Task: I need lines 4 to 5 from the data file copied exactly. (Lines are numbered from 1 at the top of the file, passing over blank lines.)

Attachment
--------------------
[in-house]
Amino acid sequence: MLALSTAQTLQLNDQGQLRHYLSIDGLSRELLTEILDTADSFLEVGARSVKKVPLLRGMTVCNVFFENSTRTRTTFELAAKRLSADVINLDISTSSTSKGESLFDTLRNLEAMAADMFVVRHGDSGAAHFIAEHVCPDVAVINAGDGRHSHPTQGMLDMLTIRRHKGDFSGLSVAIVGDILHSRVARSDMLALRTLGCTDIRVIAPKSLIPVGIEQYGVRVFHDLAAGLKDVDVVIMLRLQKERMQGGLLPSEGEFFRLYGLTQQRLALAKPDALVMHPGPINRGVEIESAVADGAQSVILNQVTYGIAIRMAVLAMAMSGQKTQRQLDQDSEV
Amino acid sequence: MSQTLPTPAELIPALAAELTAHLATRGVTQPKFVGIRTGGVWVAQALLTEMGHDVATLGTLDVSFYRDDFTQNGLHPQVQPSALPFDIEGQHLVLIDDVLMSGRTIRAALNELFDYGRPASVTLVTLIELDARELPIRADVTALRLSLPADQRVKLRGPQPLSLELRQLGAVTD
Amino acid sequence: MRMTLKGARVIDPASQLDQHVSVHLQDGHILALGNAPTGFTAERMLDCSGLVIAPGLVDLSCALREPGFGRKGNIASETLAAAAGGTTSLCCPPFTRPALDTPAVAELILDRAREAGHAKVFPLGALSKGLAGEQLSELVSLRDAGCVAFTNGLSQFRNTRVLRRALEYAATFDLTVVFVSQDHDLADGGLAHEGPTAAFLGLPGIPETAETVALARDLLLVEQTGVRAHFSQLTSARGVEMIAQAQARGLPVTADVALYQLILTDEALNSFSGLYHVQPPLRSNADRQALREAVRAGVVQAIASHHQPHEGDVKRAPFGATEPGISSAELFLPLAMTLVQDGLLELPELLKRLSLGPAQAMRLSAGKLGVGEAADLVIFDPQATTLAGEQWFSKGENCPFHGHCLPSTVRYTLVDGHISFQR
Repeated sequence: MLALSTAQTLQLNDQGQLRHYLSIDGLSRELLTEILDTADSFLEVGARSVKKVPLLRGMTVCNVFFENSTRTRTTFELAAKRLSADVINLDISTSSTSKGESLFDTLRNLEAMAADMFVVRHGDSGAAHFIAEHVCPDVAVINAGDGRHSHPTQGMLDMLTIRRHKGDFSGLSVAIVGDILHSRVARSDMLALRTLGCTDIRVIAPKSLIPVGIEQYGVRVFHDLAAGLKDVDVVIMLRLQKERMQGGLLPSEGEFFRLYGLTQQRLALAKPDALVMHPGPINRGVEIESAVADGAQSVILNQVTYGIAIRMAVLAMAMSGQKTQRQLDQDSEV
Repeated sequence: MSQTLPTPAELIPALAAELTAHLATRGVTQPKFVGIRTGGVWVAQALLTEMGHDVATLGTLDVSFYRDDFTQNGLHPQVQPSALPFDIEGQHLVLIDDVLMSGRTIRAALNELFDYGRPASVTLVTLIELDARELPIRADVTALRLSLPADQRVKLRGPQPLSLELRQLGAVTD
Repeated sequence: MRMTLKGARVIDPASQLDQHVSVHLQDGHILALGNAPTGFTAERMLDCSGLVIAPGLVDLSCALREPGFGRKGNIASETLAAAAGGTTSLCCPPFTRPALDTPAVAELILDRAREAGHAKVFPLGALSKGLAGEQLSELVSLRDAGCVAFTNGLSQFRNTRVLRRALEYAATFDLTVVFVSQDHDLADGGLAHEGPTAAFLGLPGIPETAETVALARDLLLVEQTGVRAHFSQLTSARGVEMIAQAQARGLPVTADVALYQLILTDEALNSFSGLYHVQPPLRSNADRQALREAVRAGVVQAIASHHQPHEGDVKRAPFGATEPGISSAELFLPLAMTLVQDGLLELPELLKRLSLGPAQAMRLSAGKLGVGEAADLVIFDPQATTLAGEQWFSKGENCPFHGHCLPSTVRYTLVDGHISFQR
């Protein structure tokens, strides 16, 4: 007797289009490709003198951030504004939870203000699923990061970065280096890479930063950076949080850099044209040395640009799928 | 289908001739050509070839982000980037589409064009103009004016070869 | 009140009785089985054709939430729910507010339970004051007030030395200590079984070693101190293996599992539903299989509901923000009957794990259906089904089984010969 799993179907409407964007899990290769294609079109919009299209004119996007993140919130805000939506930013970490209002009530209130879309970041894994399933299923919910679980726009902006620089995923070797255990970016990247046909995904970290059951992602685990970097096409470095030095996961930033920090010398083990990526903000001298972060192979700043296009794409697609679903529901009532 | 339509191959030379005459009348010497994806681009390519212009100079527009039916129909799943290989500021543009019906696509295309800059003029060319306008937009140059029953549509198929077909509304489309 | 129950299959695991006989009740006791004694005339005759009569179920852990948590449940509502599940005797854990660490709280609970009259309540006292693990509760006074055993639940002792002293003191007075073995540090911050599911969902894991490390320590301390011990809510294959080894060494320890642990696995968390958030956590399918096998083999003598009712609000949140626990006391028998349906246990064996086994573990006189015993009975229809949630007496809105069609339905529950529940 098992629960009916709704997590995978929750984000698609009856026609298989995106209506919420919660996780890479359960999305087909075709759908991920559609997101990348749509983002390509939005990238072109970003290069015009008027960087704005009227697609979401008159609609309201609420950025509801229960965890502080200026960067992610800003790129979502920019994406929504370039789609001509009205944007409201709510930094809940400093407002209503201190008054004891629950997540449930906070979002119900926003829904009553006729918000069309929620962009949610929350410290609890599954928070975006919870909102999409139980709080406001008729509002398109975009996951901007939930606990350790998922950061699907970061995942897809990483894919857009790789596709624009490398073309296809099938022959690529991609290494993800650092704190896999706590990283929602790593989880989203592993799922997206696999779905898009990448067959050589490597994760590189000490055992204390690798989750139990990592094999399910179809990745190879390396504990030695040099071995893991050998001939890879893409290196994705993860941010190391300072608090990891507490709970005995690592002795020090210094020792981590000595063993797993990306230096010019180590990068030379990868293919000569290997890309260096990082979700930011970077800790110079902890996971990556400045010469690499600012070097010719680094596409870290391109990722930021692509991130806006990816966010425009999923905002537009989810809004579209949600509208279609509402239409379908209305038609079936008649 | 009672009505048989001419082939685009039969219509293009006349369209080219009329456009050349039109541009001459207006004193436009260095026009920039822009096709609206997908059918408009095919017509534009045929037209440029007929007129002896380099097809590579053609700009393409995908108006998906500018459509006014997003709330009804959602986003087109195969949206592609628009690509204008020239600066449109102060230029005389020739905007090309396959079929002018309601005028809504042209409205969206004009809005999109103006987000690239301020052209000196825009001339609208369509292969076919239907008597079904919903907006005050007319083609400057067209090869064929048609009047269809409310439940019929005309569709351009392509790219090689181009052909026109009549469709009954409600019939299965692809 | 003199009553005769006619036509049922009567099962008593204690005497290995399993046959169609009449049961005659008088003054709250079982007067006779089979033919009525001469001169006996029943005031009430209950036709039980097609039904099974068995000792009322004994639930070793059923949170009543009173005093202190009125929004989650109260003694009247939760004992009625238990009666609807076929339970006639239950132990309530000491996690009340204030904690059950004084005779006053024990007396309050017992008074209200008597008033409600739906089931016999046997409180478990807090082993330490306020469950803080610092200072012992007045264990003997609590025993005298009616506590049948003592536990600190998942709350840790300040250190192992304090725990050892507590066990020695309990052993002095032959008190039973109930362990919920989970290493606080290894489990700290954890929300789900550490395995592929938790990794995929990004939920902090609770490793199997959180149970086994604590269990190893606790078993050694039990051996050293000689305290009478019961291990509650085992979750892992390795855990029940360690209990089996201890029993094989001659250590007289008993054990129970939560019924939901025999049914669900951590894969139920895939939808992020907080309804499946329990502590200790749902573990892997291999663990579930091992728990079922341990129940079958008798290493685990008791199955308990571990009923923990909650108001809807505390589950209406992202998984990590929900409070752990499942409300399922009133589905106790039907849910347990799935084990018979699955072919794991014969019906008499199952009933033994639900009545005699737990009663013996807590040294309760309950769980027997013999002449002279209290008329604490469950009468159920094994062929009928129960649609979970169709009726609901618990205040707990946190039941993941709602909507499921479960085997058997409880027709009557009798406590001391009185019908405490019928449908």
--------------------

Amino acid sequence: MRMTLKGARVIDPASQLDQHVSVHLQDGHILALGNAPTGFTAERMLDCSGLVIAPGLVDLSCALREPGFGRKGNIASETLAAAAGGTTSLCCPPFTRPALDTPAVAELILDRAREAGHAKVFPLGALSKGLAGEQLSELVSLRDAGCVAFTNGLSQFRNTRVLRRALEYAATFDLTVVFVSQDHDLADGGLAHEGPTAAFLGLPGIPETAETVALARDLLLVEQTGVRAHFSQLTSARGVEMIAQAQARGLPVTADVALYQLILTDEALNSFSGLYHVQPPLRSNADRQALREAVRAGVVQAIASHHQPHEGDVKRAPFGATEPGISSAELFLPLAMTLVQDGLLELPELLKRLSLGPAQAMRLSAGKLGVGEAADLVIFDPQATTLAGEQWFSKGENCPFHGHCLPSTVRYTLVDGHISFQR
Repeated sequence: MLALSTAQTLQLNDQGQLRHYLSIDGLSRELLTEILDTADSFLEVGARSVKKVPLLRGMTVCNVFFENSTRTRTTFELAAKRLSADVINLDISTSSTSKGESLFDTLRNLEAMAADMFVVRHGDSGAAHFIAEHVCPDVAVINAGDGRHSHPTQGMLDMLTIRRHKGDFSGLSVAIVGDILHSRVARSDMLALRTLGCTDIRVIAPKSLIPVGIEQYGVRVFHDLAAGLKDVDVVIMLRLQKERMQGGLLPSEGEFFRLYGLTQQRLALAKPDALVMHPGPINRGVEIESAVADGAQSVILNQVTYGIAIRMAVLAMAMSGQKTQRQLDQDSEV